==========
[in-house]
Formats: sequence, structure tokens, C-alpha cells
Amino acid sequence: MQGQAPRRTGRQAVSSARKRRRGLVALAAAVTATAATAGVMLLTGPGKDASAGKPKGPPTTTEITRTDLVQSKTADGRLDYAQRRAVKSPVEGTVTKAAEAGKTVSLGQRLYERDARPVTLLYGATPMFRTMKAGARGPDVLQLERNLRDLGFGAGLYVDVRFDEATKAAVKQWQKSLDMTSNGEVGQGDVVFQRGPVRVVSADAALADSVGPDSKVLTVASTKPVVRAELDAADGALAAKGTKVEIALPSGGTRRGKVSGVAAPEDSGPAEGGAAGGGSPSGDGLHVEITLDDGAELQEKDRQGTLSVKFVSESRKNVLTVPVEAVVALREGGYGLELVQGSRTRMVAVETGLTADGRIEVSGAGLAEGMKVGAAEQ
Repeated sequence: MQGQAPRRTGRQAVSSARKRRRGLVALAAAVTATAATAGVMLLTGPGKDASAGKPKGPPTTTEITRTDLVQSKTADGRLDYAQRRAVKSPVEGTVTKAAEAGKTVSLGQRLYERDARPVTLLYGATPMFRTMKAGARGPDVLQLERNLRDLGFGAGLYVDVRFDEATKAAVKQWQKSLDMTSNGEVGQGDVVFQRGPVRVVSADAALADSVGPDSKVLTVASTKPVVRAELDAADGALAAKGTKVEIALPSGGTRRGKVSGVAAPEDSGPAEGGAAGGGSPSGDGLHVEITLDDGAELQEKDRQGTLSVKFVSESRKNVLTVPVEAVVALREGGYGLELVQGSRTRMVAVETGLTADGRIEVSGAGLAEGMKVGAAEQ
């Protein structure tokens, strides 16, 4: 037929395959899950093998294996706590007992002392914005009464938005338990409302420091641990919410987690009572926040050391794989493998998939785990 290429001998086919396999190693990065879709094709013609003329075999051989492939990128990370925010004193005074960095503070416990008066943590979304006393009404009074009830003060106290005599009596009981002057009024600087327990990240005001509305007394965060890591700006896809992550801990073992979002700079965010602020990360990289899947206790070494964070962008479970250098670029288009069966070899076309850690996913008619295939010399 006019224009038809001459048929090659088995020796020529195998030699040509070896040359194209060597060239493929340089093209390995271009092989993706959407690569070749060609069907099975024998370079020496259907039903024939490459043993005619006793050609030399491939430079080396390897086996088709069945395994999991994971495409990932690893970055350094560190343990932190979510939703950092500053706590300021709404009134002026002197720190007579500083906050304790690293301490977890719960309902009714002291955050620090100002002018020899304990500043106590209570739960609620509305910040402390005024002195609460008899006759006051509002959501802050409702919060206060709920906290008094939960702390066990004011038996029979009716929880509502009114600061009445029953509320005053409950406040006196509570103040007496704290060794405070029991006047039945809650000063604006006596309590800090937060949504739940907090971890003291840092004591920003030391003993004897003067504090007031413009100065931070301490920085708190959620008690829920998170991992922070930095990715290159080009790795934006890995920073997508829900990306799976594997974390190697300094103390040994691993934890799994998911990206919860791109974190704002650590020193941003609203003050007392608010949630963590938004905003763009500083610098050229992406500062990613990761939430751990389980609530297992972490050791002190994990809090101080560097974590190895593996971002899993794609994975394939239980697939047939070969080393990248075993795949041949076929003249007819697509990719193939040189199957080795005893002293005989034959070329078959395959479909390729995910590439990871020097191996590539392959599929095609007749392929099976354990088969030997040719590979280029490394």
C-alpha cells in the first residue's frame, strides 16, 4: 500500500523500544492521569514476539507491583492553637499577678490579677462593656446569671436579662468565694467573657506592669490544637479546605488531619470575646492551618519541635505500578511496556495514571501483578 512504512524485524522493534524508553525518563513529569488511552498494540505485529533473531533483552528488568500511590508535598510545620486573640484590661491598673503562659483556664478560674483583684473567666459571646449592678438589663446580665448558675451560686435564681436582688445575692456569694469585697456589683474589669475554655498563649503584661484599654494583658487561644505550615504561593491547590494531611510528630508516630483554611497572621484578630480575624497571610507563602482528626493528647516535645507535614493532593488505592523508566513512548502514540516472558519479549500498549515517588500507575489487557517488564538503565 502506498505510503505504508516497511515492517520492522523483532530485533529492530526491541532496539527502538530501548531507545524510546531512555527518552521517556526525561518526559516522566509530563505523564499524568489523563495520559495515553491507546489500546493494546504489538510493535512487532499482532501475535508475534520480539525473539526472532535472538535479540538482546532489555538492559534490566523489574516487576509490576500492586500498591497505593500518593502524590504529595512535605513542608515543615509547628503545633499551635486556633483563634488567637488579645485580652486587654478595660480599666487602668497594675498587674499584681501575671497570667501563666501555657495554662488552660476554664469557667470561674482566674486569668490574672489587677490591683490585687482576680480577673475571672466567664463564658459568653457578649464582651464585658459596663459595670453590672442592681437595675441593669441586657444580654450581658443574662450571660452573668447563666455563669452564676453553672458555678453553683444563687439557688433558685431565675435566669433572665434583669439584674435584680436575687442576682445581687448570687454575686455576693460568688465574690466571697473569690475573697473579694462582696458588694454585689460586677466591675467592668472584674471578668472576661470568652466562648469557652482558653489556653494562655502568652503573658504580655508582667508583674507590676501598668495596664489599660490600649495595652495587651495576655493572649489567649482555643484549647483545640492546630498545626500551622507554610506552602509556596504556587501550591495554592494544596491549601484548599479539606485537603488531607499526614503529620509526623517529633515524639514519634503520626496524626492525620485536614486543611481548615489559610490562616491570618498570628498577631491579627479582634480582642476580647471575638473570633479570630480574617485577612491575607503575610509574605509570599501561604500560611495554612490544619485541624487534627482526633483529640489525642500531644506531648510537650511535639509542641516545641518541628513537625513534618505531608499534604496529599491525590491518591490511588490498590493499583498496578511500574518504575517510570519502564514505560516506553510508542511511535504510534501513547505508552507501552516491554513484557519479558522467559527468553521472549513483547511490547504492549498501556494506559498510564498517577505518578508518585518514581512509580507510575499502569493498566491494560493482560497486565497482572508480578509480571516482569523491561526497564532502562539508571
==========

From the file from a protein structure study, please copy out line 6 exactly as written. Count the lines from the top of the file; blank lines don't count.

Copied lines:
C-alpha cells in the first residue's frame, strides 16, 4: 500500500523500544492521569514476539507491583492553637499577678490579677462593656446569671436579662468565694467573657506592669490544637479546605488531619470575646492551618519541635505500578511496556495514571501483578 512504512524485524522493534524508553525518563513529569488511552498494540505485529533473531533483552528488568500511590508535598510545620486573640484590661491598673503562659483556664478560674483583684473567666459571646449592678438589663446580665448558675451560686435564681436582688445575692456569694469585697456589683474589669475554655498563649503584661484599654494583658487561644505550615504561593491547590494531611510528630508516630483554611497572621484578630480575624497571610507563602482528626493528647516535645507535614493532593488505592523508566513512548502514540516472558519479549500498549515517588500507575489487557517488564538503565 502506498505510503505504508516497511515492517520492522523483532530485533529492530526491541532496539527502538530501548531507545524510546531512555527518552521517556526525561518526559516522566509530563505523564499524568489523563495520559495515553491507546489500546493494546504489538510493535512487532499482532501475535508475534520480539525473539526472532535472538535479540538482546532489555538492559534490566523489574516487576509490576500492586500498591497505593500518593502524590504529595512535605513542608515543615509547628503545633499551635486556633483563634488567637488579645485580652486587654478595660480599666487602668497594675498587674499584681501575671497570667501563666501555657495554662488552660476554664469557667470561674482566674486569668490574672489587677490591683490585687482576680480577673475571672466567664463564658459568653457578649464582651464585658459596663459595670453590672442592681437595675441593669441586657444580654450581658443574662450571660452573668447563666455563669452564676453553672458555678453553683444563687439557688433558685431565675435566669433572665434583669439584674435584680436575687442576682445581687448570687454575686455576693460568688465574690466571697473569690475573697473579694462582696458588694454585689460586677466591675467592668472584674471578668472576661470568652466562648469557652482558653489556653494562655502568652503573658504580655508582667508583674507590676501598668495596664489599660490600649495595652495587651495576655493572649489567649482555643484549647483545640492546630498545626500551622507554610506552602509556596504556587501550591495554592494544596491549601484548599479539606485537603488531607499526614503529620509526623517529633515524639514519634503520626496524626492525620485536614486543611481548615489559610490562616491570618498570628498577631491579627479582634480582642476580647471575638473570633479570630480574617485577612491575607503575610509574605509570599501561604500560611495554612490544619485541624487534627482526633483529640489525642500531644506531648510537650511535639509542641516545641518541628513537625513534618505531608499534604496529599491525590491518591490511588490498590493499583498496578511500574518504575517510570519502564514505560516506553510508542511511535504510534501513547505508552507501552516491554513484557519479558522467559527468553521472549513483547511490547504492549498501556494506559498510564498517577505518578508518585518514581512509580507510575499502569493498566491494560493482560497486565497482572508480578509480571516482569523491561526497564532502562539508571